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Hart district, classified agree to reductions

Workers to take a pay cut, have health benefits capped

Posted: August 5, 2009 8:54 p.m.
Updated: August 6, 2009 4:55 a.m.

The William S. Hart Union High School District’s 700 classified workers will take a pay cut and see their health benefits capped under an agreement approved by board members Wednesday.

“We can’t afford to go on at our accustomed level of comfort,” said Sue Guthrie, chief financial officer for the Hart district.

Like other school districts throughout the state, Hart has made cuts in the wake of the state financial crisis. Contract negotiations with its teachers’ union are at an impasse.

“Obviously, when your pay is cut, it hurts. It hurts your family budget,” said Pam Castagna, president of the California School Employees Association, Chapter 349, which represents non-teaching personnel at the district’s schools.

But union members approved the cuts — which save the Hart district $532,802 for the 2009-10 school year — as a way to prevent layoffs, Castagna said Wednesday.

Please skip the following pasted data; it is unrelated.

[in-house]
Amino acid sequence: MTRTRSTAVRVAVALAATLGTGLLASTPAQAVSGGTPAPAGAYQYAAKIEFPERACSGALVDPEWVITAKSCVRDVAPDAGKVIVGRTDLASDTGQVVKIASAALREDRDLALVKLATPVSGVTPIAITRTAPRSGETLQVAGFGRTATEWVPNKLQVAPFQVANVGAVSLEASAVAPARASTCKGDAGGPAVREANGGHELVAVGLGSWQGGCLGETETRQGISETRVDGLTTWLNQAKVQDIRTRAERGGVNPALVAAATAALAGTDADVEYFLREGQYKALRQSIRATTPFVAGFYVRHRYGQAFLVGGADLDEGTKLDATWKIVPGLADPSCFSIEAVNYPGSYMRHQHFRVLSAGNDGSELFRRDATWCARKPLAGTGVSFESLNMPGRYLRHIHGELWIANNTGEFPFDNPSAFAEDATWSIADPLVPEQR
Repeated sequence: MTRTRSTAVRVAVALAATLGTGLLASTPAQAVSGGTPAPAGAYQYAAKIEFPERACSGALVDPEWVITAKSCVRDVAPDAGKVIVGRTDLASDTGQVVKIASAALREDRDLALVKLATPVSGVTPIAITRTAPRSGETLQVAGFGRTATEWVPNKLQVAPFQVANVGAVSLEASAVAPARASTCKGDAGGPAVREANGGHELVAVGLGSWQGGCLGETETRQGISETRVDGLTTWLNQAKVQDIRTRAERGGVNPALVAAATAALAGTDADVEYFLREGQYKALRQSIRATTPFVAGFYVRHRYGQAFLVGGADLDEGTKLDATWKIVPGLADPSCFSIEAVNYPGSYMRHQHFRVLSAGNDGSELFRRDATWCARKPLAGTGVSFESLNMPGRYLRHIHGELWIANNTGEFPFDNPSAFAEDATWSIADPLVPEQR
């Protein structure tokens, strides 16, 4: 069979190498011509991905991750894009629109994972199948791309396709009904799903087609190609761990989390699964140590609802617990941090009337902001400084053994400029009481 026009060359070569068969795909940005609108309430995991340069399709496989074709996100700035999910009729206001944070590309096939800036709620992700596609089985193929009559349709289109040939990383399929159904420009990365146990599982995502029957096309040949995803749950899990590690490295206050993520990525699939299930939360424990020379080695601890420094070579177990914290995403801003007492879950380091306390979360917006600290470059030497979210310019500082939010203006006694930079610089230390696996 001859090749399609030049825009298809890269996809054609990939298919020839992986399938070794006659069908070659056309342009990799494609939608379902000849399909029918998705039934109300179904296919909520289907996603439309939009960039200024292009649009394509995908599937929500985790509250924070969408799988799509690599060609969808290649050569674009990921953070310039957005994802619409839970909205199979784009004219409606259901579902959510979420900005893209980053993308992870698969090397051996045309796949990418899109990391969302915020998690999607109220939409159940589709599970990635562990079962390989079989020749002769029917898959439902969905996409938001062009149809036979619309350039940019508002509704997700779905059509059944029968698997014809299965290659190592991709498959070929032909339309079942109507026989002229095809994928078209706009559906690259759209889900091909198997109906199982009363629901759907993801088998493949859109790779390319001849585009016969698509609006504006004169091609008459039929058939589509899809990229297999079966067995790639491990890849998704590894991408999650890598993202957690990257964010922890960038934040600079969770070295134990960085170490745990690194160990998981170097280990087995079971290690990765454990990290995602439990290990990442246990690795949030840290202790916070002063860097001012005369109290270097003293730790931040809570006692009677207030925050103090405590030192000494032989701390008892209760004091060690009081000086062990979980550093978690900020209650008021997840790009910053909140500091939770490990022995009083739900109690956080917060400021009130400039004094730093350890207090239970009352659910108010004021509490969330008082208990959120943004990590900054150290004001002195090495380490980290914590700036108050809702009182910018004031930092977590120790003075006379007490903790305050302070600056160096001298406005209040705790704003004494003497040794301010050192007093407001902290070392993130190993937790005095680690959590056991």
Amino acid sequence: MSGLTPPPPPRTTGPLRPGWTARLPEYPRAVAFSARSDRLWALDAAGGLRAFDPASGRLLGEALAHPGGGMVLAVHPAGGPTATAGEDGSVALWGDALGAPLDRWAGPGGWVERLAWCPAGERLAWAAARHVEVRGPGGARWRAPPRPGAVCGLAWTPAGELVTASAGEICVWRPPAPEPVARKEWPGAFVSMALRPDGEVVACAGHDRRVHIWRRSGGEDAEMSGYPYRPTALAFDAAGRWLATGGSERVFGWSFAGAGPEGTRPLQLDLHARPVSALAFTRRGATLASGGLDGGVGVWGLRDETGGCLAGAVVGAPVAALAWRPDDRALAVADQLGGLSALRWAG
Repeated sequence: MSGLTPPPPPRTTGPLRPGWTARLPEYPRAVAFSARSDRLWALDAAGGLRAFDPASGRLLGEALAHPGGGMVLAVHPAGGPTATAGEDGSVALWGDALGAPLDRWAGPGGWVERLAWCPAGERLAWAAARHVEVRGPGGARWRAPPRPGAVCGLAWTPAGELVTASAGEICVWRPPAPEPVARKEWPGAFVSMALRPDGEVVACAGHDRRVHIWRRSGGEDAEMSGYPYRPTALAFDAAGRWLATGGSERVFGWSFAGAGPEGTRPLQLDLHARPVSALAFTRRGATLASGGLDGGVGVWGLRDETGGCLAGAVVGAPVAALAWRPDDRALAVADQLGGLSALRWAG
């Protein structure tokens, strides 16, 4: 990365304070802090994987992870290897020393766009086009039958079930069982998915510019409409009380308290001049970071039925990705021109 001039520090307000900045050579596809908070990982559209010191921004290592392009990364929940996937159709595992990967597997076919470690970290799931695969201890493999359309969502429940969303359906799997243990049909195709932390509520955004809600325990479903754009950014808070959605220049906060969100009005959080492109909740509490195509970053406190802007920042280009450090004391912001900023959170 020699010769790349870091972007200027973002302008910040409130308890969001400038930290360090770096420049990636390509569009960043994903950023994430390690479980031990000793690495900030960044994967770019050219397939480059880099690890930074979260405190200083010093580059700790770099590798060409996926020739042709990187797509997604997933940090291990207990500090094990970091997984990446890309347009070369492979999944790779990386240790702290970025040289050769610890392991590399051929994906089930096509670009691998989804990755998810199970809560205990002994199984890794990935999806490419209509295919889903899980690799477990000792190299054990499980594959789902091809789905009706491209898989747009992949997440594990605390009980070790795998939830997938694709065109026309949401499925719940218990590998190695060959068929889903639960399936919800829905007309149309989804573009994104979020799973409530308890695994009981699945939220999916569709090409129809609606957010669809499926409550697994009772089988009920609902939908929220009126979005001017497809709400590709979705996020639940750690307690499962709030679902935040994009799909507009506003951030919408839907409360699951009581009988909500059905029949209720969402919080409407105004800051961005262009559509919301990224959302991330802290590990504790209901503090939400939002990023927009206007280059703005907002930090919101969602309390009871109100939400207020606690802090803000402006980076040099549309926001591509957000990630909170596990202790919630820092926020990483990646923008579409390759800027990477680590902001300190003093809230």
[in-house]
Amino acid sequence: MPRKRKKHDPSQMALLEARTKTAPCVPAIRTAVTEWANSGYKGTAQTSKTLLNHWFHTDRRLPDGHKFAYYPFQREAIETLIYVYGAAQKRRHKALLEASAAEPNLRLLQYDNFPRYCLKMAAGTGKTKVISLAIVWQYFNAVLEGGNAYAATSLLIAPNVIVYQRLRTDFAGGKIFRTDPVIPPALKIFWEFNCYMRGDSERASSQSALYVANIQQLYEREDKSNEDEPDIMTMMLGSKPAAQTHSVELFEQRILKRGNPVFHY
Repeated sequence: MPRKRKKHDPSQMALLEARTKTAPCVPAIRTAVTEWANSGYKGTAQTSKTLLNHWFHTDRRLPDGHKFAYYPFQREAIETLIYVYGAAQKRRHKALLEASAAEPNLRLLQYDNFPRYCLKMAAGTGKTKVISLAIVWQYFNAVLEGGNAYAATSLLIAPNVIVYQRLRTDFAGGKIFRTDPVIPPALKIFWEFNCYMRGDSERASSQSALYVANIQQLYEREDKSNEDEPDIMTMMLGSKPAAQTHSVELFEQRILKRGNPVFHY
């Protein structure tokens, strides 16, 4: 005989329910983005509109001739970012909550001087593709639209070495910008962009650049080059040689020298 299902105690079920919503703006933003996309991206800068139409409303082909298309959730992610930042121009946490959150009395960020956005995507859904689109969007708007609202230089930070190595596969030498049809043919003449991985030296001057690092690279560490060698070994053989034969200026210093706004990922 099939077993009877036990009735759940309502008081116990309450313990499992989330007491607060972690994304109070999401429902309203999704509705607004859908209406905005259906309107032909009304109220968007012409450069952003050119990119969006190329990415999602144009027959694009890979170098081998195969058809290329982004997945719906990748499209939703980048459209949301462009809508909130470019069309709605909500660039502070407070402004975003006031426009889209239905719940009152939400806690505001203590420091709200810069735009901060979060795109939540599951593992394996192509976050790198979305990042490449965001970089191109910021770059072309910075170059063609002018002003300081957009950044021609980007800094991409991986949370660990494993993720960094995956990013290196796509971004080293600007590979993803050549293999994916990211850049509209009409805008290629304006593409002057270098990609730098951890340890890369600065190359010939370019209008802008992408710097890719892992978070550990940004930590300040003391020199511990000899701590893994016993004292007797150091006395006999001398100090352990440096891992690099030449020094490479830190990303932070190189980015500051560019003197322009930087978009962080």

The union ratified the agreement in July with 165 votes in favor of the changes to the contract and 43 against it.

The contract calls for a health-benefit cap of $13,500 for all classified employees, a salary reduction of 1.62 percent and the elimination of an attendance incentive program for employees hired after July 1.

The salary reduction will come in the form of furlough days, Castagna said.

The incentive program works by rewarding classified employees with extra sick days, said Hart district spokeswoman Pat Willett.

While core issues have been resolved, other minor items, like contract language, will continue to be negotiated in the upcoming school year.

In the meantime, contract negotiations between the Hart District Teachers Association, which represents more than 1,000 teachers, and the Hart district remain at impasse, Willett said.

Talks will resume Aug. 10 with a third-party mediator, she said.

While the main issue between the two groups has been the $13,500 health-care cap, the district has also proposed increasing class sizes and issuing furlough days.

“We’re very hopeful that we can come to an agreement after that first session,” Willett said.



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